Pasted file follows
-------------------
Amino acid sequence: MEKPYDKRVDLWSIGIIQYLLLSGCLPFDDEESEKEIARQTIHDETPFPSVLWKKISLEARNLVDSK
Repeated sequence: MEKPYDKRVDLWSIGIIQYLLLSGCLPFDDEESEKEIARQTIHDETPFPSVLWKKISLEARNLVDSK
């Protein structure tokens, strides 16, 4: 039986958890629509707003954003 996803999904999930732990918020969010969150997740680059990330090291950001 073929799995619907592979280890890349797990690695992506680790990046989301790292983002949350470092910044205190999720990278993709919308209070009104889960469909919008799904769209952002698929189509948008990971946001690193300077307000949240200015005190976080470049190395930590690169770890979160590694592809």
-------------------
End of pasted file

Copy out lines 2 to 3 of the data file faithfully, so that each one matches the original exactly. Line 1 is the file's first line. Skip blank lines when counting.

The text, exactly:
Repeated sequence: MEKPYDKRVDLWSIGIIQYLLLSGCLPFDDEESEKEIARQTIHDETPFPSVLWKKISLEARNLVDSK
């Protein structure tokens, strides 16, 4: 039986958890629509707003954003 996803999904999930732990918020969010969150997740680059990330090291950001 073929799995619907592979280890890349797990690695992506680790990046989301790292983002949350470092910044205190999720990278993709919308209070009104889960469909919008799904769209952002698929189509948008990971946001690193300077307000949240200015005190976080470049190395930590690169770890979160590694592809």